FTC Works To Crack Down On Health Care ‘Discount’ PlansReuters: "The Federal Trade Commission said on Wednesday it is working with 24 states to crack down on sellers of medical discount plans that market them as health insurance that covers doctors, hospitals and other services." The prevalence of such plans has increased since March, when Congress passed its health overhaul. "The FTC along with several state attorneys general have filed lawsuits against companies that they say mislead consumers by selling medical discount plans that offer some savings but marketing them as insurance accepted by doctors, hospitals and others" (Heavey, 8/11).
Bloomberg/(Minneapolis-St. Paul) Star Tribune: "Minnesota Attorney General Lori Swanson, who filed three cases against companies alleged to have sold fraudulent health benefit plans, said economic conditions also created the potential for scams. In her state, the number of uninsured people increased to 9 percent last year from 7 percent in 2007, she said at the news conference. The FTC filed three lawsuits against closely held companies it alleges to have sold fraudulent discount plans." State officials estimate the number of people who may have purchased one of these plans "to be in the tens of thousands" (Wayne, 8/11).
CBS 5 in San Francisco: "Geneieve Lim also bought a similar medical discount policy from a company called ALR, the Association for Lifestyle Reform. Lim paid $199 a month for what she thought was full health care coverage. But when she had a medical emergency, she ended up being billed for $6,000 while ALR only paid $216. ALR insisted to CBS 5 that it would never mislead anyone into thinking they have health insurance despite commercials on the internet where sales people refer to ALR's plan as 'health insurance you can really afford'" (Yee, 8/11).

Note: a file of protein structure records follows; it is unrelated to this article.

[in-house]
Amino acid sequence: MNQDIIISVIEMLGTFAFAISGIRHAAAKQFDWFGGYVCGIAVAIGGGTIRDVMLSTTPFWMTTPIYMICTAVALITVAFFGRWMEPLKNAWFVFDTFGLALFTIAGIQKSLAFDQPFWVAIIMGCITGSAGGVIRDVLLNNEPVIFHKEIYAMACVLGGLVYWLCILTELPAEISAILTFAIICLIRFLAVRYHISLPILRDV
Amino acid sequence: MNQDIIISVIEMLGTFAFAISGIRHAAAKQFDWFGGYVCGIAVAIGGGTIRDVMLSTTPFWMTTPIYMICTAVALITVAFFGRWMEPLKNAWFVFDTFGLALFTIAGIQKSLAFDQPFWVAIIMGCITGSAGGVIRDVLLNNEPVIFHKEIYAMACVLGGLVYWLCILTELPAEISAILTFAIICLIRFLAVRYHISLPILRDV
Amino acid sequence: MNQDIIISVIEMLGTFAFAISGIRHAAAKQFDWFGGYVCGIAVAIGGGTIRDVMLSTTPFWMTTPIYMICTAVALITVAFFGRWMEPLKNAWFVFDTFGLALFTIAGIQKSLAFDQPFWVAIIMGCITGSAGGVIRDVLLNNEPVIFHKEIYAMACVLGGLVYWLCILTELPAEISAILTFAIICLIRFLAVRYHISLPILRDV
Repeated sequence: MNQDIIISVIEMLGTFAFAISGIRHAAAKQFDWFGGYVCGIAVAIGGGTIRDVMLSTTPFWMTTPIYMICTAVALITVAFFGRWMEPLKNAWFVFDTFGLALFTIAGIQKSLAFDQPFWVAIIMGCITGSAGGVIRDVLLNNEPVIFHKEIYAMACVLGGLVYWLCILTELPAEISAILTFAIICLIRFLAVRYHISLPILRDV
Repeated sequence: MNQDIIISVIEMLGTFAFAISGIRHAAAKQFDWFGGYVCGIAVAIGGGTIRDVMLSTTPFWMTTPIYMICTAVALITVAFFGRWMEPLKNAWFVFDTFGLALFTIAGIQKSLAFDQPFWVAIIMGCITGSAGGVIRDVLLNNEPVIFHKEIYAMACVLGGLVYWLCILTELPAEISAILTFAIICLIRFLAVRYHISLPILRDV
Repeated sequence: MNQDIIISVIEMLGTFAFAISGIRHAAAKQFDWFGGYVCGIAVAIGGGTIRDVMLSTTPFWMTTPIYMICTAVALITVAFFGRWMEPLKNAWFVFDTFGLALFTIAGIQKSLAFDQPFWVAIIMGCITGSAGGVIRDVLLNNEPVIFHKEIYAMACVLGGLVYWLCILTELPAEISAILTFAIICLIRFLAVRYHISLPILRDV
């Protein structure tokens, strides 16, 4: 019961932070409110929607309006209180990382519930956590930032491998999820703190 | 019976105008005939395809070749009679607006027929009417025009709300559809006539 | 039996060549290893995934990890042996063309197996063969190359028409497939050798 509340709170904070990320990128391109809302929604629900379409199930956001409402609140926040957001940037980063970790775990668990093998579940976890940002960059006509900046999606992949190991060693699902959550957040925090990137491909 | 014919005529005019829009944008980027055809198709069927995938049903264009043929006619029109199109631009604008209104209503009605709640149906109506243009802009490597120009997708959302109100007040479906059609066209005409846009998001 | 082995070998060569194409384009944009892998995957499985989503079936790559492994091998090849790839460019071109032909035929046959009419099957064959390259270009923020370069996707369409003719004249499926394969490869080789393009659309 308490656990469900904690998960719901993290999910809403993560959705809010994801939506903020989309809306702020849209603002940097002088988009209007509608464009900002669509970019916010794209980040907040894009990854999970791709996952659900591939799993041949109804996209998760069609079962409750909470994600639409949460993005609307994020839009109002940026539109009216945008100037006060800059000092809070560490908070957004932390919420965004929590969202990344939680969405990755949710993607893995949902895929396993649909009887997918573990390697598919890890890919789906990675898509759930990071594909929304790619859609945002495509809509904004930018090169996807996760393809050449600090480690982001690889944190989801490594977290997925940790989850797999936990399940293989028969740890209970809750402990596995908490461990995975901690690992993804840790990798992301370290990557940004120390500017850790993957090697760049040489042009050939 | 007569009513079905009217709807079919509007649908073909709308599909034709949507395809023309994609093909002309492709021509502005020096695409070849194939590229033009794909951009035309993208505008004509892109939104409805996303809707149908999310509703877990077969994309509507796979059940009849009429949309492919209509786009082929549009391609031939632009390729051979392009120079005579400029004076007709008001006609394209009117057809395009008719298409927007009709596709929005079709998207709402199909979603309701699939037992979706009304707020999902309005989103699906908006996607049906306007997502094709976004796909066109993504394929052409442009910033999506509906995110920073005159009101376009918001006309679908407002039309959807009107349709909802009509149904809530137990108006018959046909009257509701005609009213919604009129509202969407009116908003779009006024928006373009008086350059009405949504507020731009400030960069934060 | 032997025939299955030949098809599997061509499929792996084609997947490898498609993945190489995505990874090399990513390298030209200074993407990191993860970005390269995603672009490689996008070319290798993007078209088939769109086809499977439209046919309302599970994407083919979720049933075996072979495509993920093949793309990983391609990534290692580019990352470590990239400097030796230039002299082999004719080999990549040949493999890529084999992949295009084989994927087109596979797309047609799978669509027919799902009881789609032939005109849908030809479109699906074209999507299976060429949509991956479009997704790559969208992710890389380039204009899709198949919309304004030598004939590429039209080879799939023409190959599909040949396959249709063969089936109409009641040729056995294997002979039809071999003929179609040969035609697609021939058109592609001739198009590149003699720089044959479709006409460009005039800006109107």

NBC News/KTUU in Alaska: "The FTC says the insurance scams are all part of a growing trend in this tough economy, where consumers looking for a quick fix on everything from health care to debt relief can quickly become a target." The agency suggests consumers curious about purchasing one of these plans "look for a telephone number or website of the company" they are interested in. "Before you pay any money, ask the company for a list of providers who participate in its plan. Then call the providers and ask about the services and discounts they're offering. If the plan doesn't provide a list of providers promptly, consider taking your business elsewhere" (Franzen, 8/11).This is part of the KHN Morning Briefing, a summary of health policy coverage from major news organizations. Sign up for an email subscription.